In August, when Tabitha went to the managed care facility where she now resides, I told people I would need a couple of months to regroup and recuperate. I told those to whom I owed some responsibility that I'd be feeling better toward the end of October. They acted if they believed I was exaggerating my need, but said they'd check back with me then. They are going to be disappointed. I'm going to need more time.
I understand their skepticism. Most people have only heard of the difficulties I've been experiencing for about four or five months. They have no idea that the stress began about two years ago, and that for those two years my life has been one day of uncertainty and/or trauma after another. They don't understand living with the knowledge that at any moment there can be an eruption. In it's own way, the situation I've been dealing with is very much like that of a person who lives with an abuser and I've had no idea how to deal with it. The resources we turned to were lamentably unhelpful. We simply did not have what we needed to remedy the situation.
Some people have said they would not have allowed the situation to escalate as I did. I wish I could believe that their ideas about managing teenagers would have worked in our case. But I don't. I believe those techniques would simply have caused the situation to worsen more quickly, and I'm not certain, had I employed punishment and grounding and other restrictions which had nothing to do with Tabitha's behavior, that she would be alive today. I believe her self-esteem would have diminished, and depression increased to the point where her attempts to take her live would have become more extreme and more frequent until she finally succeeded.
Of course, we'll never know. I did the best I could as a parent and I'm willing to be judged by those who have never experienced similar situations for the simple reason that they do not know what they're talking about. All problems are solved quickly by dispassionate observers.
I had hoped that I would bounce back, that having a break from the constant daily stress would help me become myself again. I'm finding that the stress simply morphs into something else. Please don't misunderstand, there is definite relief in knowing Tabitha is safe and receiving the treatment she needs. But I miss her; and not a day goes by when I don't wonder what I could have done more--or differently--for my daughter.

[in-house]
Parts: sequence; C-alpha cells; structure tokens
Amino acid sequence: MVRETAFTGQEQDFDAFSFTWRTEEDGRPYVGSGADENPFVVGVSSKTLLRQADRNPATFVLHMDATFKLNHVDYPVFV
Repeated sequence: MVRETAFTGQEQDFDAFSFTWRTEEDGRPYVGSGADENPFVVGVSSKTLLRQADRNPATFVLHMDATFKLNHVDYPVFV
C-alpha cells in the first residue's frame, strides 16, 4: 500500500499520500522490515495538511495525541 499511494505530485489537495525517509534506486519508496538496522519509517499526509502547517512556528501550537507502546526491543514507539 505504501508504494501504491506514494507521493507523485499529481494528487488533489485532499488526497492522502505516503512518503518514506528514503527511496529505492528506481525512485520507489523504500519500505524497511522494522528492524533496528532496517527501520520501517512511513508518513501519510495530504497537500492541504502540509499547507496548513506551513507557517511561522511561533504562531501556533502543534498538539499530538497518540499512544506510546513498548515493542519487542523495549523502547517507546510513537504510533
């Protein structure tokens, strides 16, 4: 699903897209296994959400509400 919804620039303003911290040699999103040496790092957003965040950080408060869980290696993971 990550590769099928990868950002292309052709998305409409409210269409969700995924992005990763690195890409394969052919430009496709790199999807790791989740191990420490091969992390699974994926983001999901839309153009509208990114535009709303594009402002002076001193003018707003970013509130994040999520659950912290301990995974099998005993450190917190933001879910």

And now that I'm focusing on the practical parts of our former hell, the financial stress seems too daunting to deal with. I'm faced with testing to qualify with the IRS to continue to prepare taxes and I don't even know, if I pass the tests, if I'll be eligible to prepare because I used the funds saved last year to pay our taxes, to pay hospital and doctor and therapist bills. The IRS lady was very sweet when I called to explain the situation (probably because it's difficult to be mean to a sobbing mother who explains that her daughter has become suicidal and all the money has gone to care for her needs), and gave me an extension until next month, at which point, if the bill is not paid, she will put us on a payment plan. However, in order to be cleared to register as a tax preparer, I'm not supposed to be in arrears on my own taxes.
This is just one example of the problems I'm currently wading through. I'm ignoring the other ones. My day consists of me looking at each item and then deciding if I can deal with it or not. If I can, I do. If I can't, it goes back on the pile to earn more interest or cause angry phone calls or just collect dust. I have never, at any time in my life, been in this situation, nor have I felt less capable.
For most of my life, I have lived a collection of wonderful days filled with minor ups and downs, interspersed with an occasional very difficult day. Now I have day after day of very difficult, interspersed with an occasional day of happy. On those happy days, I'm filled with energy, I get a great deal done, and I feel hope. But there are not enough of those days.
I read things about how one's outlook on life is simply a matter of changing one's attitude, or being grateful, or serving others...it makes me feel sufficiently guilty that I wonder why I'm still trying. Except, sometimes when the world stops spinning so fast, I do feel happy and certain that somehow I'll figure out the impossible difficulties I"m now faced with. I'm not sure that I have a bad attitude and I know I'm grateful--the blessings in my life every day are genuinely beautiful. And I try to serve others. I try to help when friends are feeling sad. I do volunteer work a few times a week. I do things for my family and serve in my church.
I think everything is just going to take more time.
And in the meantime, I cry. A lot. I cry because I'm frustrated and stressed, and because I miss my daughter and this is not how I thought our life together would be. Sometimes I cry because I want desperately for someone to call or chat or just hug me, but then, moments later I don't want to talk to anyone and I feel there is no one I can trust and I'm pretty certain that loving me is impossible. And most of the time I cry because I'm just not managing PTSD symptoms well at all which leaves me confused and anxious.
I wish there was help for me, but I don't even know what that help would look like, nor would I dare ask for it because I'm pretty certain the burden of sharing my life right now is more than anyone should shoulder.
This is not a very fun post. But the good news is that I'm due for one of those rare good days and when it happens I'll talk about it here. Good things are meant to be shared.